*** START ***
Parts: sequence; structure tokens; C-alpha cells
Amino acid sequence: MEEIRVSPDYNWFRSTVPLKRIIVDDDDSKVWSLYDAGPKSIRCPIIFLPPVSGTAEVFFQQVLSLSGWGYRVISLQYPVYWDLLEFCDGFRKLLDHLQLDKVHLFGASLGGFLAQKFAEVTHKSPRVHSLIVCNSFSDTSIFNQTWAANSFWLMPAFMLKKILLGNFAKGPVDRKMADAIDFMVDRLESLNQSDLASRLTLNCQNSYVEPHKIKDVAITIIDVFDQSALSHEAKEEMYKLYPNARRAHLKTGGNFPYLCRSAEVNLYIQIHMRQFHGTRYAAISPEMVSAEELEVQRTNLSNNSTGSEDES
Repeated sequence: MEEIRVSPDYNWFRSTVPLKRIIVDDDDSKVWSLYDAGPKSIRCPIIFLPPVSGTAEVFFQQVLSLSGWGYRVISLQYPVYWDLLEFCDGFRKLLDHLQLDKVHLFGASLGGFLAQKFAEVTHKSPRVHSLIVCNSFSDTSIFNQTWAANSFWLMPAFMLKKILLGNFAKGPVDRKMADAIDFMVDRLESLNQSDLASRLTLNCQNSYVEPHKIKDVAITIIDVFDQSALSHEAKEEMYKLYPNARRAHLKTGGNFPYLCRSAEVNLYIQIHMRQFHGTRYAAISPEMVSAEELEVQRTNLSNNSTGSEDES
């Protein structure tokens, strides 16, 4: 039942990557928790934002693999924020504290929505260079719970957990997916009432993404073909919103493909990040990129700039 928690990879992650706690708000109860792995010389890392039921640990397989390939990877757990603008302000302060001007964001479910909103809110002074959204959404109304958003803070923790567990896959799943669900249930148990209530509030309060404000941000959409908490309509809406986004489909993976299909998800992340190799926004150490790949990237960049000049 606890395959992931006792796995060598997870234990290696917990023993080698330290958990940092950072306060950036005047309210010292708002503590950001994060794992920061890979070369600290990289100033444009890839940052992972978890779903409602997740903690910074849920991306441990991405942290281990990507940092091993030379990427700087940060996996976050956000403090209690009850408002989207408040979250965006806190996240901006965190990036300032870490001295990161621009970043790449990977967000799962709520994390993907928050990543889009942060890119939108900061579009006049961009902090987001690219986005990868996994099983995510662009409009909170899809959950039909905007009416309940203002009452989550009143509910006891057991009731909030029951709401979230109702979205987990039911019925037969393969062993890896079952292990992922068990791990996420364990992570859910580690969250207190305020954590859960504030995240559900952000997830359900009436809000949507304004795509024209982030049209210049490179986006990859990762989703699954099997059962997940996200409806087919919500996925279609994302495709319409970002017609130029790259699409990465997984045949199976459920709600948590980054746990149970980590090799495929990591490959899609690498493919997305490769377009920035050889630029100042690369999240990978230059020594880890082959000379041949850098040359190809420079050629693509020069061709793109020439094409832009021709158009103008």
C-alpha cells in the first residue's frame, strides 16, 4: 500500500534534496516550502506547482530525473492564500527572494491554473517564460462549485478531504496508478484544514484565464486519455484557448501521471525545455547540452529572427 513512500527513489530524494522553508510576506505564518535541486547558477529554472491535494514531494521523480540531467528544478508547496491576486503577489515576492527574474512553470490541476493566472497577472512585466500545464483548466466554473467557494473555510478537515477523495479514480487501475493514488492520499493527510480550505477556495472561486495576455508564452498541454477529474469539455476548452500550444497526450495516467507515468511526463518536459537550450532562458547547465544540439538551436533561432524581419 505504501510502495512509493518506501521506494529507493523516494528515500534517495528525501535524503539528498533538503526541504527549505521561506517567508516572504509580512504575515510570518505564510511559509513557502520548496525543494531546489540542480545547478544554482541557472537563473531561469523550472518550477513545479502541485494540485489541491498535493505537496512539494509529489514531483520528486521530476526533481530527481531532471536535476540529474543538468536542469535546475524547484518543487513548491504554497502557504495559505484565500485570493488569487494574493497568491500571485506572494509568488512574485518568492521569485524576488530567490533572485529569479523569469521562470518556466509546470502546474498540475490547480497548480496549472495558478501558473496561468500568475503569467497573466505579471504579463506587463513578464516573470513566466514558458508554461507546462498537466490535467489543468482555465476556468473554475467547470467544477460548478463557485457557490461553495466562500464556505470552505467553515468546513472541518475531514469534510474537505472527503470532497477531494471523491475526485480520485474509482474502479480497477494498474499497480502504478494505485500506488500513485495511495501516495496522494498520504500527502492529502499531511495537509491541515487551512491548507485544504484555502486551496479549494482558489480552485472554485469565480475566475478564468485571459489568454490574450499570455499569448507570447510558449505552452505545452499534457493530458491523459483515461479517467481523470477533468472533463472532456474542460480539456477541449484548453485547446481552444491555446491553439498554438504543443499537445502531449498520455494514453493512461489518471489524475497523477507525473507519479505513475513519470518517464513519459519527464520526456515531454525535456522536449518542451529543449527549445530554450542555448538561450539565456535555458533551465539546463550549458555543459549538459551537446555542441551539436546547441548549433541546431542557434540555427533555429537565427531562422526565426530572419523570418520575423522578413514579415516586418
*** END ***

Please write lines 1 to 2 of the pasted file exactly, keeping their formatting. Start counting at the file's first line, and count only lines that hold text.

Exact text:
Parts: sequence; structure tokens; C-alpha cells
Amino acid sequence: MEEIRVSPDYNWFRSTVPLKRIIVDDDDSKVWSLYDAGPKSIRCPIIFLPPVSGTAEVFFQQVLSLSGWGYRVISLQYPVYWDLLEFCDGFRKLLDHLQLDKVHLFGASLGGFLAQKFAEVTHKSPRVHSLIVCNSFSDTSIFNQTWAANSFWLMPAFMLKKILLGNFAKGPVDRKMADAIDFMVDRLESLNQSDLASRLTLNCQNSYVEPHKIKDVAITIIDVFDQSALSHEAKEEMYKLYPNARRAHLKTGGNFPYLCRSAEVNLYIQIHMRQFHGTRYAAISPEMVSAEELEVQRTNLSNNSTGSEDES